For those of you who have followed this blog for awhile, you’ll know Alex (Alexandra) Flinn is one of my all time favorite YA authors. I fell in love with Breathing Underwater and have read everything she’s written since then. We’ve been going back and forth via email lately as I recently read Cloaked and she let me know that, on May 20, Breathing Underwater comes out with a new cover and UPDATED CONTENT (e.g., no references to pagers, Beanie Babies, etc.). It will be 10 years old on April 24. It is amazing to think I have been using Alex’s books as required reading for 10 years in my YA literature course. Breathing Underwater has been discussed, booktalked, and contemplated the most of any of her books used in class, though they have all been booktalked many times. The background of the teenage male abuser in Breathing Underwater is a point of view we don’t often see and it opens more than a few eyes of teenage guys. And girls for that matter. I am delighted that it has been updated and a new edition will soon be available to teen readers. For those of you with older copies in your collections, now is the chance to replace it and booktalk it with your teens.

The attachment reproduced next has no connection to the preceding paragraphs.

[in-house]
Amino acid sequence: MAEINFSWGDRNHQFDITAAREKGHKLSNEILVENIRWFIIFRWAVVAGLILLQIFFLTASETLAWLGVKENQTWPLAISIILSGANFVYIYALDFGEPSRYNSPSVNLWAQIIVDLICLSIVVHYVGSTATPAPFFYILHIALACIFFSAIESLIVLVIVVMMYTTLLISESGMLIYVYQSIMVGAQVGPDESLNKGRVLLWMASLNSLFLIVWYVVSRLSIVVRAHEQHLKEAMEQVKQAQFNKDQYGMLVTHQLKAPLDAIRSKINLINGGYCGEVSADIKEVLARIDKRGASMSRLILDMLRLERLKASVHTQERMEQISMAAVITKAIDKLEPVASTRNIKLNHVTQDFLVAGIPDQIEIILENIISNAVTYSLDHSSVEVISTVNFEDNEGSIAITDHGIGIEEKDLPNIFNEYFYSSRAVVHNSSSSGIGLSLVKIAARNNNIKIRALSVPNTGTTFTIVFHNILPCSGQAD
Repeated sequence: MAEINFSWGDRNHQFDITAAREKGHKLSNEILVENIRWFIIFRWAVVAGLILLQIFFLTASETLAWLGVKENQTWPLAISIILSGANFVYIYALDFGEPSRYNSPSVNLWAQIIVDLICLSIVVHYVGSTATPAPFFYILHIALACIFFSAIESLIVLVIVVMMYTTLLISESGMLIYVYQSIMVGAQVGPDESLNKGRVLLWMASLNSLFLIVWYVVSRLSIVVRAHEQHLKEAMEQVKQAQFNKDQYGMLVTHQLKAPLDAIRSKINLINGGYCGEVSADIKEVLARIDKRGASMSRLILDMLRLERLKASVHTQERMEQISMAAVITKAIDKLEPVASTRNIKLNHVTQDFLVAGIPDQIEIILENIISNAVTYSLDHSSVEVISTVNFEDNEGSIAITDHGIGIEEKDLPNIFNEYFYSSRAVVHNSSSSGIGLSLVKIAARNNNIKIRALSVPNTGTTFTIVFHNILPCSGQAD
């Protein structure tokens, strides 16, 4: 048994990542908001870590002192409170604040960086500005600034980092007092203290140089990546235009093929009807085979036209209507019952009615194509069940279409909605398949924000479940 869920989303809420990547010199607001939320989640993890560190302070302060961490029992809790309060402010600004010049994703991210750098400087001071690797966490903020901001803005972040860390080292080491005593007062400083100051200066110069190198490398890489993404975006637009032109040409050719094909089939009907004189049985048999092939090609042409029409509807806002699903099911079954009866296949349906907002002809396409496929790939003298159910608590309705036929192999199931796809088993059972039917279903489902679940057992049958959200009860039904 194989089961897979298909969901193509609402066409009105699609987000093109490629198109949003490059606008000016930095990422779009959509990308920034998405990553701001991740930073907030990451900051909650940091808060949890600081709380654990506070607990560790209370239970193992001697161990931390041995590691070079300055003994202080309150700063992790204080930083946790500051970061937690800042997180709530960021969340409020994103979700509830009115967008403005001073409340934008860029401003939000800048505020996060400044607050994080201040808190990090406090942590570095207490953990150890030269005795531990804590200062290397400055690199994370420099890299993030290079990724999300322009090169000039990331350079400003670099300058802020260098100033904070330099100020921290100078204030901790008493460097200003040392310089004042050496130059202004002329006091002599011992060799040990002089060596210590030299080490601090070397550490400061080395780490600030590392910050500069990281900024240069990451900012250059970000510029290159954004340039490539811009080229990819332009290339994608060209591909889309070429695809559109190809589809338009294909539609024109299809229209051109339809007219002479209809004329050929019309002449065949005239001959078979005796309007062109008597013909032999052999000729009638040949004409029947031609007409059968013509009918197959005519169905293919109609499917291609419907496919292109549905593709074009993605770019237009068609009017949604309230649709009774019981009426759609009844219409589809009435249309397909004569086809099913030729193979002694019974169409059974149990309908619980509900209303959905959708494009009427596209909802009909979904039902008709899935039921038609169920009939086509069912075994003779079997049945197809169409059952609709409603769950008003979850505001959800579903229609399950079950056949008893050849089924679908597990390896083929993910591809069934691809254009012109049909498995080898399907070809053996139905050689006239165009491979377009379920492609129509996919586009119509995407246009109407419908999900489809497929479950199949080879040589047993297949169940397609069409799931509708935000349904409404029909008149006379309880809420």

Now, back to Cloaked. Steve and I have had more than few strolls and meals along the legendary South Beach main drag and have seen some pretty bizarre and extraordinary things, but we’ve never seen an international celebrity princess in search of her brother who has been turned into a frog! In case you haven’t figure it out – this is a modern fairy tale retelling, but the cool part is, Flinn has merged several of the lesser known tales into a fast paced, laugh aloud fun romp from South Beach to the Florida Keys. I have often felt like a pauper among the wealthy when in South Beach, but imagine being a lowly shoe repair guy whose main fear is to make enough money so that the power in the apartment he shares with his mother is not turned off. Taunted by the good looking lifeguard, but friends with the coffee shop girl, seventeen-year-old Johnny just keeps plugging along repairing the shoes of frazzled businessmen and replacing heels on the stilettos of the fashionistas. And, when no one is looking, he is designing women's shoes that he figures will never see the light of day. But that is all about to change when Princess Vicky sets her sights on Johnny as the person who can help her find her brother and break the curse. Before long, coffee shop Meg, who is more than she appears to be, is involved and a race against time and foreign gangster-types have the teens using every resource available, including magic, of course. Flinn delightfully weaves 7 lesser known tales into a contemporary setting for a completely satisfying tale. She concludes with an author’s note that offers a bit of insight into each tale. I hope Cloaked will open the door for teens to seek out the original versions of the tales as folk and fairy tales are storytelling at its very best and a resource to be tapped by bringing them back to life via retellings. This is Flinn’s third fairy tale retelling and if you’ve not read Beastly (yes – it’s the one the movie is based on and this is the link to the movie tie-in paperback) and A Kiss in Time, you are missing out on two other delight tales. Alex told me – “My next will be a novel about Kendra (from Beastly) and her escapades, called Bewitching. It comes out winter, 2012.” I will be one of the first ones to read it!